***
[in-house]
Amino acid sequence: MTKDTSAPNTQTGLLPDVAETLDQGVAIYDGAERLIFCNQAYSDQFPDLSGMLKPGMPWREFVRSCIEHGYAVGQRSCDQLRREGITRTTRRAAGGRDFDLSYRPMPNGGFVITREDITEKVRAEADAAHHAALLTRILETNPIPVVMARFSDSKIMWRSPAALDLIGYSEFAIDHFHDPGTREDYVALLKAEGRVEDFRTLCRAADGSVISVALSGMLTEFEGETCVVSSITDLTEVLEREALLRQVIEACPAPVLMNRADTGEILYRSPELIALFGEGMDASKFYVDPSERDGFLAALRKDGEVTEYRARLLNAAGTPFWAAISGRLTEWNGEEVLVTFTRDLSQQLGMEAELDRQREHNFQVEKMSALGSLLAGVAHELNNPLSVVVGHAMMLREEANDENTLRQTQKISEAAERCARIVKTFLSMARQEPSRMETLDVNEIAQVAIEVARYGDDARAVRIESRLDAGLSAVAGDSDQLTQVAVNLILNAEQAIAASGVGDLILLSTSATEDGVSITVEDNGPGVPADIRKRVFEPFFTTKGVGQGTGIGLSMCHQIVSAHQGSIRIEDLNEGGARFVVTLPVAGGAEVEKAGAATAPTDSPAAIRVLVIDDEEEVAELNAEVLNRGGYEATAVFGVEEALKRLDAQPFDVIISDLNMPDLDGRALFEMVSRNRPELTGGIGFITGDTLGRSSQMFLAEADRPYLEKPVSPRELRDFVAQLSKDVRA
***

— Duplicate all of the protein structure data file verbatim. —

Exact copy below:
[in-house]
Amino acid sequence: MTKDTSAPNTQTGLLPDVAETLDQGVAIYDGAERLIFCNQAYSDQFPDLSGMLKPGMPWREFVRSCIEHGYAVGQRSCDQLRREGITRTTRRAAGGRDFDLSYRPMPNGGFVITREDITEKVRAEADAAHHAALLTRILETNPIPVVMARFSDSKIMWRSPAALDLIGYSEFAIDHFHDPGTREDYVALLKAEGRVEDFRTLCRAADGSVISVALSGMLTEFEGETCVVSSITDLTEVLEREALLRQVIEACPAPVLMNRADTGEILYRSPELIALFGEGMDASKFYVDPSERDGFLAALRKDGEVTEYRARLLNAAGTPFWAAISGRLTEWNGEEVLVTFTRDLSQQLGMEAELDRQREHNFQVEKMSALGSLLAGVAHELNNPLSVVVGHAMMLREEANDENTLRQTQKISEAAERCARIVKTFLSMARQEPSRMETLDVNEIAQVAIEVARYGDDARAVRIESRLDAGLSAVAGDSDQLTQVAVNLILNAEQAIAASGVGDLILLSTSATEDGVSITVEDNGPGVPADIRKRVFEPFFTTKGVGQGTGIGLSMCHQIVSAHQGSIRIEDLNEGGARFVVTLPVAGGAEVEKAGAATAPTDSPAAIRVLVIDDEEEVAELNAEVLNRGGYEATAVFGVEEALKRLDAQPFDVIISDLNMPDLDGRALFEMVSRNRPELTGGIGFITGDTLGRSSQMFLAEADRPYLEKPVSPRELRDFVAQLSKDVRA